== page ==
A key limitation in many such approaches is their computational complexity which produces less than real-time performance, even on modern computer hardware. Some recent work attempts to overcome these issues but at the expense of saliency detection quality under some conditions. Other work suggests that saliency and associated speed-accuracy phenomena may be a fundamental mechanisms of recognition determined during recognition through gradient descent and does not have to be spatial in nature.
VTA DA neurons play a critical role in motivation, reward-related behavior (Chapter 15), attention, and multiple forms of memory. This organization of the DA system, wide projection from a limited number of cell bodies, permits coordinated responses to potent new rewards. Thus, acting in diverse terminal fields, dopamine confers motivational salience ("wanting") on the reward itself or associated cues (nucleus accumbens shell region), updates the value placed on different goals in light of this new experience (orbital prefrontal cortex), helps consolidate multiple forms of memory (amygdala and hippocampus), and encodes new motor programs that will facilitate obtaining this reward in the future (nucleus accumbens core region and dorsal striatum). In this example, dopamine modulates the processing of sensorimotor information in diverse neural circuits to maximize the ability of the organism to obtain future rewards. ...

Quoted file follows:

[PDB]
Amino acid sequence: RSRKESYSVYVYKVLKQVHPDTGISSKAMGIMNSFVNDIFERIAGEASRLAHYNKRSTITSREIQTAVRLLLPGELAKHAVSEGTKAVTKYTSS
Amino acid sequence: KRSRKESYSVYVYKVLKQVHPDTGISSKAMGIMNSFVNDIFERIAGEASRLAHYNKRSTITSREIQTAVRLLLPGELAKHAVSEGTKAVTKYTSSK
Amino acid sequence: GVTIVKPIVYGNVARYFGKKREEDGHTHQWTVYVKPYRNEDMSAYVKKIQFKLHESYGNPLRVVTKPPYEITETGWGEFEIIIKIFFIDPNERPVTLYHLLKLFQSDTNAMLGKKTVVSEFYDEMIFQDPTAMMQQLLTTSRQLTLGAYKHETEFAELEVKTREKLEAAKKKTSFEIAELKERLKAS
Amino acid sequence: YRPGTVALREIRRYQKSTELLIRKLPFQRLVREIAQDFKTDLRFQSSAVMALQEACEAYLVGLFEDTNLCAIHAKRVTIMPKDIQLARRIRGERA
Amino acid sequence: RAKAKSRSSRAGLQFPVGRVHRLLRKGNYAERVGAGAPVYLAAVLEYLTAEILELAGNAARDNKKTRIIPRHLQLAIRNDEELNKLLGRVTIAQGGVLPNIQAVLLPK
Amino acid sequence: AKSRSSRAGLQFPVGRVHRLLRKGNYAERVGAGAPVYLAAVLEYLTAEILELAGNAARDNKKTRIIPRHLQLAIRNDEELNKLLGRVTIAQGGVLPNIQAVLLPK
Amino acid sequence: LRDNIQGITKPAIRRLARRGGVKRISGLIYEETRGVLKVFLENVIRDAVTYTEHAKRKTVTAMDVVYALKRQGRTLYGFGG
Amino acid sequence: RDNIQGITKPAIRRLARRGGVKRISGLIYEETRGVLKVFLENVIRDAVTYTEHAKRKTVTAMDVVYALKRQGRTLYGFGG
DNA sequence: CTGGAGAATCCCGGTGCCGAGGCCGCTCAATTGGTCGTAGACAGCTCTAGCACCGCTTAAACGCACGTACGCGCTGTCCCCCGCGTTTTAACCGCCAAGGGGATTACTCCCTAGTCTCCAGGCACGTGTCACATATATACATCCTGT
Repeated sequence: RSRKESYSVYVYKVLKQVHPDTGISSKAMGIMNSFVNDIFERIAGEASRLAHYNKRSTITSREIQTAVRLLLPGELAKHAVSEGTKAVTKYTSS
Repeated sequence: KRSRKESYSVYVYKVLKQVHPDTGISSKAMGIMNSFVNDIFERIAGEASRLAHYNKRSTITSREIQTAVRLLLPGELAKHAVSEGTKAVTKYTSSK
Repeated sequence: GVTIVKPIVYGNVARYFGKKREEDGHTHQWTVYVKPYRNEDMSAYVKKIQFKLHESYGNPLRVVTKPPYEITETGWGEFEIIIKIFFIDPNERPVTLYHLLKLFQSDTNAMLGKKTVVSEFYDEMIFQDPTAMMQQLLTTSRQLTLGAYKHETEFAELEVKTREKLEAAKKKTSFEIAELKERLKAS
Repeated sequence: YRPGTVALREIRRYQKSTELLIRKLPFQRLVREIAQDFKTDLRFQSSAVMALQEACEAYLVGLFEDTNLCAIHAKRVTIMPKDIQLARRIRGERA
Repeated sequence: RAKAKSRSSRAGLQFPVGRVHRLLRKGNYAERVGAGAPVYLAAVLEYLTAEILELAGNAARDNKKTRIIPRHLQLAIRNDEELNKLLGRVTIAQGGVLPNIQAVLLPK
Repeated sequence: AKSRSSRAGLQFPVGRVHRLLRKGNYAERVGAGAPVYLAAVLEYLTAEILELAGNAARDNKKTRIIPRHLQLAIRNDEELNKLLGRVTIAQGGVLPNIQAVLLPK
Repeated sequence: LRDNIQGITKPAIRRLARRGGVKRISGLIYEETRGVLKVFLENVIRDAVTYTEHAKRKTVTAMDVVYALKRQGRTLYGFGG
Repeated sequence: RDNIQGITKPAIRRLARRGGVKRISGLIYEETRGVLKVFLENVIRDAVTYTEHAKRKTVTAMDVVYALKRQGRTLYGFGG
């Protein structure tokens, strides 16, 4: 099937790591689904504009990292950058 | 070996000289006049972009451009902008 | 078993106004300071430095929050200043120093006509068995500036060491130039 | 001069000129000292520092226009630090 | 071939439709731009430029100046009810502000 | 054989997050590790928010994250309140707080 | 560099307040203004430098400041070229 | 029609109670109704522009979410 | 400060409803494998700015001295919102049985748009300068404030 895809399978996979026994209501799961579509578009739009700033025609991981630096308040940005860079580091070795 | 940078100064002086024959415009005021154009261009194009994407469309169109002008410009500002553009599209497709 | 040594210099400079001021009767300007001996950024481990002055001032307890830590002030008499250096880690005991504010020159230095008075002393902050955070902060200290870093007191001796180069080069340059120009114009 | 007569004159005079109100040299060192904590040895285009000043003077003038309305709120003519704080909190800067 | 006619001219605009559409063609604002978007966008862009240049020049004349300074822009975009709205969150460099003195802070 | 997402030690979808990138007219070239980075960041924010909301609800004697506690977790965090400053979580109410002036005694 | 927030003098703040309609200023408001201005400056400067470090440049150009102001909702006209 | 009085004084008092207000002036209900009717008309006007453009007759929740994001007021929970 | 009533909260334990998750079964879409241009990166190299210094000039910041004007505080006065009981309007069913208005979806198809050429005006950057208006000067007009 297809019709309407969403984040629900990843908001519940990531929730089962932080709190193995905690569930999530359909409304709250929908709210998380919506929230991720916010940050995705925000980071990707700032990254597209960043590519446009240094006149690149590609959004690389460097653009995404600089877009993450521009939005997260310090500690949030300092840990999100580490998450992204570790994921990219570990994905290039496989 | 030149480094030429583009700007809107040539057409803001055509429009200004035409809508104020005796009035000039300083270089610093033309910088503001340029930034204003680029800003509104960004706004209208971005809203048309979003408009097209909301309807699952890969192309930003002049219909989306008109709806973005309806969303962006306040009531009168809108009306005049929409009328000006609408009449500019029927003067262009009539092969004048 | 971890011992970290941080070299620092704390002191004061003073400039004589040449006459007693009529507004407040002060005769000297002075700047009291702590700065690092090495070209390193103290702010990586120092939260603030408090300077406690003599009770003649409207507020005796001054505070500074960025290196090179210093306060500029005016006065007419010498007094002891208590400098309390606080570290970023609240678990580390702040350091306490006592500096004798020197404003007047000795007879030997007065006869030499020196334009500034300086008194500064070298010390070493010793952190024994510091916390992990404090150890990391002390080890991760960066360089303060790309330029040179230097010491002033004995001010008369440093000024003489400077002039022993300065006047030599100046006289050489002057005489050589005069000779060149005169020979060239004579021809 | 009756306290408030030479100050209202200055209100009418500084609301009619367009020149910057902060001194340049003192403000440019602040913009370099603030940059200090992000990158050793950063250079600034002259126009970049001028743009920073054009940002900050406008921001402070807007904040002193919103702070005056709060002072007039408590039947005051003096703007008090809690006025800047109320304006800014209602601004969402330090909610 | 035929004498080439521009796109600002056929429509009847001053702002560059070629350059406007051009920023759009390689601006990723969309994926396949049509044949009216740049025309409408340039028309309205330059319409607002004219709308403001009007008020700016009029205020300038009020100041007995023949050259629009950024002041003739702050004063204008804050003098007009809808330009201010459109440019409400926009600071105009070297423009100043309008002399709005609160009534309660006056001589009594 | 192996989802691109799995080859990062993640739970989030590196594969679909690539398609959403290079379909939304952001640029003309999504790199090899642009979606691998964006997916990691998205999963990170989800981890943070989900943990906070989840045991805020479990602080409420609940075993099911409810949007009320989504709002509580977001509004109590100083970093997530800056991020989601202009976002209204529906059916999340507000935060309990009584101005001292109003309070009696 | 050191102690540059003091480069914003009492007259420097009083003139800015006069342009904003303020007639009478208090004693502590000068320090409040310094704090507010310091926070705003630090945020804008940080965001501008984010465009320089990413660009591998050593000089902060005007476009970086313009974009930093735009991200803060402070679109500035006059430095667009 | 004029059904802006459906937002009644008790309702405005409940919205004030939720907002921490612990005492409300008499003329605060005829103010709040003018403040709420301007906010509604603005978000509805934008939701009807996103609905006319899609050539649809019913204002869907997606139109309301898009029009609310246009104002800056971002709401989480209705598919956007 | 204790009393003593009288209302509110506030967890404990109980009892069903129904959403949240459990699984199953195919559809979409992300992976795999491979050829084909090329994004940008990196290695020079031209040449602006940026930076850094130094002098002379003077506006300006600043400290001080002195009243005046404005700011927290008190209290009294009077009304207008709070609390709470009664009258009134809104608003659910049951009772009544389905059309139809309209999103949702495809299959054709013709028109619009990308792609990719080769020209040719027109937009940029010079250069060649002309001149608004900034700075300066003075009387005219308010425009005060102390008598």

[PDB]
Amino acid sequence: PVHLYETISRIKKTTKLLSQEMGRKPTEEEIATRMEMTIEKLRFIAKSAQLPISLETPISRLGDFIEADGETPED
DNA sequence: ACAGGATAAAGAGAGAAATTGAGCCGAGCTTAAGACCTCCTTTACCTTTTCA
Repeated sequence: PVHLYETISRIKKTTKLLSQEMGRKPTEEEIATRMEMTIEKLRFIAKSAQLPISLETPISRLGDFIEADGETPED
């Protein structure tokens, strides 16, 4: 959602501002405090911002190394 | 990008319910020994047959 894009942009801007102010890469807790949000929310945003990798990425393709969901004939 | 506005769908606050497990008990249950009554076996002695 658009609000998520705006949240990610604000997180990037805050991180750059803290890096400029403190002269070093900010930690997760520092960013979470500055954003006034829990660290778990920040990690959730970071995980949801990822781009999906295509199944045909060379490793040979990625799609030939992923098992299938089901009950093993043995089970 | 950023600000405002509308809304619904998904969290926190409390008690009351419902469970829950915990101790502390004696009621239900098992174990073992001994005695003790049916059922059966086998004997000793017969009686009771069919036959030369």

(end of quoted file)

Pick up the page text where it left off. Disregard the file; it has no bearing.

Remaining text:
The brain reward circuitry that is targeted by addictive drugs normally mediates the pleasure and strengthening of behaviors associated with natural reinforcers, such as food, water, and sexual contact. Dopamine neurons in the VTA are activated by food and water, and dopamine release in the NAc is stimulated by the presence of natural reinforcers, such as food, water, or a sexual partner. ...
The NAc and VTA are central components of the circuitry underlying reward and memory of reward. As previously mentioned, the activity of dopaminergic neurons in the VTA appears to be linked to reward prediction. The NAc is involved in learning associated with reinforcement and the modulation of motoric responses to stimuli that satisfy internal homeostatic needs. The shell of the NAc appears to be particularly important to initial drug actions within reward circuitry; addictive drugs appear to have a greater effect on dopamine release in the shell than in the core of the NAc.